Readers—and writers—are often asked to name their favorite book. The question leaves most of us, it seems, struggling for an answer. Here’s why.
A friend sent me an article a while back in which a writer was asked to write about her favorite book. She concluded that there have been several books that were her favorites at various times of life.
That sounds right to me. And I would add that most of those favorites remain favorites. There are books I read decades ago that I go back to and enjoy all over again. There are others that stick in my memory that I haven’t re-read, but plan to someday. And there are books I enjoyed at the time, but not enough to be my “favorite.”
Back in my high school years, perhaps as early as junior high, I engaged in what we would now call “binge reading” the short novels of John Steinbeck. Of Mice and Men. Cannery Row. Tortilla Flat. The Red Pony. The Pearl. I read those, and others, back then and I have read them over and over since.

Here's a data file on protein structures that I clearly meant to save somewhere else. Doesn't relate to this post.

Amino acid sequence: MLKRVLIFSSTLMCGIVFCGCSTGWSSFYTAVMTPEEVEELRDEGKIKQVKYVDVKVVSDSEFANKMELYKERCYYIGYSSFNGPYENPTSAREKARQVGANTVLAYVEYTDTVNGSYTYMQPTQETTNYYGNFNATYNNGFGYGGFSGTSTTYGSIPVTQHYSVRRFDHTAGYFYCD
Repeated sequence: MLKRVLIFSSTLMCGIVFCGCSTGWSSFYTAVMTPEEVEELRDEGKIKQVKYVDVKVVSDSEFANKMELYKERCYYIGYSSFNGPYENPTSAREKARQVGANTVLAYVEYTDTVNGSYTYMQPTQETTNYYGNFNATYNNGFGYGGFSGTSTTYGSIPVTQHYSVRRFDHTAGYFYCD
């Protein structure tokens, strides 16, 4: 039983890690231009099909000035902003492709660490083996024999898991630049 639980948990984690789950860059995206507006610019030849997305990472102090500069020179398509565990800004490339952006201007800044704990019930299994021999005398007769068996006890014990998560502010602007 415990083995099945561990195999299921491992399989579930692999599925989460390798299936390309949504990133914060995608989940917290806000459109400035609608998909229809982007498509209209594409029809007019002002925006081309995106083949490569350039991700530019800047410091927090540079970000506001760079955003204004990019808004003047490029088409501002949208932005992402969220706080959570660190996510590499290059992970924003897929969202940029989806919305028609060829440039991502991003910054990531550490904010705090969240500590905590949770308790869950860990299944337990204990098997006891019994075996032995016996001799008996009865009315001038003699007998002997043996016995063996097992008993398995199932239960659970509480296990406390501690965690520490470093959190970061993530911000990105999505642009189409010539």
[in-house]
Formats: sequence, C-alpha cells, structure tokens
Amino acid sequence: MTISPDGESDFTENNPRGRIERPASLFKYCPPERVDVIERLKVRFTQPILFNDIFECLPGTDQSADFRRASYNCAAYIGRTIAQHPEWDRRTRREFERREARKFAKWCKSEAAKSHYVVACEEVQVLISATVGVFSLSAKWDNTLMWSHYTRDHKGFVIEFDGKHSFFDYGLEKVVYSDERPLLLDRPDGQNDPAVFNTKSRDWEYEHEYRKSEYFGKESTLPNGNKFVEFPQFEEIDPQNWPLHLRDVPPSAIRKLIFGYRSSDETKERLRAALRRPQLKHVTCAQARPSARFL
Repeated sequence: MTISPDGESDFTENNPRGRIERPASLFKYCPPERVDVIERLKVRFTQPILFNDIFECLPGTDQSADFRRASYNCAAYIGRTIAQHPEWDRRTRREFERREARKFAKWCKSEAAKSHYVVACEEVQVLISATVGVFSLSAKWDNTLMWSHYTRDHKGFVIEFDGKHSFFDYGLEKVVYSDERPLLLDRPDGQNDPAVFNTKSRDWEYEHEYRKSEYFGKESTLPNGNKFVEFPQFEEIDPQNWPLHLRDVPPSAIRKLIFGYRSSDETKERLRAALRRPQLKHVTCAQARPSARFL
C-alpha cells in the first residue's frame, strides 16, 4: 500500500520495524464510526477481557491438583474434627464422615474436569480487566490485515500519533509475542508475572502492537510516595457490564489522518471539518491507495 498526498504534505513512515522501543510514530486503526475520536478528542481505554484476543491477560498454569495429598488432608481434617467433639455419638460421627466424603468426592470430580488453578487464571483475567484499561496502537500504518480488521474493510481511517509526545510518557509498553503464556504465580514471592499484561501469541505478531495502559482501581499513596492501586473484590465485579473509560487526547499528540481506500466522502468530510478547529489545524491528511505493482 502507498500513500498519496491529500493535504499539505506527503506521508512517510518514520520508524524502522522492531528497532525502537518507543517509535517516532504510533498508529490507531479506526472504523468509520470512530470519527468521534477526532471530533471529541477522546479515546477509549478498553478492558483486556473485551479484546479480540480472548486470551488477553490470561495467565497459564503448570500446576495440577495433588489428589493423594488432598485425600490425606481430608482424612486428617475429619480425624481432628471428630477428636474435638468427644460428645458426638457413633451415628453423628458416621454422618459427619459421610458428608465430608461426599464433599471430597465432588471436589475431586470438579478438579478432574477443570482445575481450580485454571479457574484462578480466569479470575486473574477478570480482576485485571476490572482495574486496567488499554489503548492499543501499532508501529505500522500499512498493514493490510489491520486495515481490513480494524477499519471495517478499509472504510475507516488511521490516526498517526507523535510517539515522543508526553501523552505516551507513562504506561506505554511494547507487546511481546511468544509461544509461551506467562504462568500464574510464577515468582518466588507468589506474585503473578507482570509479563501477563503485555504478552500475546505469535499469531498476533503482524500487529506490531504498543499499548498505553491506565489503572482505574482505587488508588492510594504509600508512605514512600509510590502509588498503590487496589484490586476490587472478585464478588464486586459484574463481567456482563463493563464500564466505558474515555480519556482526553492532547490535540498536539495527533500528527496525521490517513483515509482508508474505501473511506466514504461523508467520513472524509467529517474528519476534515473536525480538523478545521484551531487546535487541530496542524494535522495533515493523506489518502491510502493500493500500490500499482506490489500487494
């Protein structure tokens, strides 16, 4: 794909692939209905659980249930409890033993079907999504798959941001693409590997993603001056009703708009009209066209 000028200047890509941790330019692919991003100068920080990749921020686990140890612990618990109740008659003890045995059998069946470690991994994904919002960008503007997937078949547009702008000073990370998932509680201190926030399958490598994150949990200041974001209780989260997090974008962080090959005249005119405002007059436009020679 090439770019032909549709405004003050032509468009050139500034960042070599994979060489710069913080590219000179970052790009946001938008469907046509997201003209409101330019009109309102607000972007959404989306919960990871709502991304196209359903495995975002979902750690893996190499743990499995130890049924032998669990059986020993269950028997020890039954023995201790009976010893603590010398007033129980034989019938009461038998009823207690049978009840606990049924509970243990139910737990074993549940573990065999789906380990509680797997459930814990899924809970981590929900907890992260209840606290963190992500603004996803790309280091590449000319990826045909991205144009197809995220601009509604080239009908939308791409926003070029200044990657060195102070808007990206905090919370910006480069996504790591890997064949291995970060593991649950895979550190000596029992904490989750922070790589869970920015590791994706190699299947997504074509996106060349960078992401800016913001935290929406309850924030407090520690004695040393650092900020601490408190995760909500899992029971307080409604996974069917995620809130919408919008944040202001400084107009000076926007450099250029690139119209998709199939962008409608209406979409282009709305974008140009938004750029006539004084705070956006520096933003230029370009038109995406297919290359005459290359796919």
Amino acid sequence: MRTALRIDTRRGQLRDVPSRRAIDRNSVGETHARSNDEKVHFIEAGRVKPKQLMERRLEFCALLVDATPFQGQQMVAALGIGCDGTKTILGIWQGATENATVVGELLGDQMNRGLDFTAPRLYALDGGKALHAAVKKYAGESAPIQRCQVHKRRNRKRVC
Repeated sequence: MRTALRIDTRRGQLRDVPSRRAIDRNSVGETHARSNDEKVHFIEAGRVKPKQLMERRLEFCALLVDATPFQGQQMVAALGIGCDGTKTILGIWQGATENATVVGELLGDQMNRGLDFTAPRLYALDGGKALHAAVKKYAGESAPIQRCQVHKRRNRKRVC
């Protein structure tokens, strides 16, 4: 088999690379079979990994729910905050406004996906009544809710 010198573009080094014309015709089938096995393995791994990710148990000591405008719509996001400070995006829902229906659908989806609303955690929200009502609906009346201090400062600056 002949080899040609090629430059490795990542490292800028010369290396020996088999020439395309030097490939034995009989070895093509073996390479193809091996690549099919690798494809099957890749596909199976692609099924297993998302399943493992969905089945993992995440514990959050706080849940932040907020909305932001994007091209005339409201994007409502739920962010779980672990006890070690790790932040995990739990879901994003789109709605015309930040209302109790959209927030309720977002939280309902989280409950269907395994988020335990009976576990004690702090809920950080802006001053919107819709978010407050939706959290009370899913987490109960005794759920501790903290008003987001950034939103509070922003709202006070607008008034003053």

Later, I likewise enjoyed his longer books—East of Eden, The Grapes of Wrath, The Winter of Our Discontent, Travels with Charley…. I have read those and others more than once, and will likely read them again.
Steinbeck is, perhaps, the first writer I read whose way of writing I noticed. Beyond the stories, beyond the characters, I enjoyed the words he chose and the way he assembled those words into phrases and sentences that, despite what they said, were engaging all on their own and a joy to read.
They were then, and they still are.
Given all that, I guess my favorite book is Tortilla Flat. Or The Red Pony. Or something else by John Steinbeck.
Or maybe something else altogether. It all depends.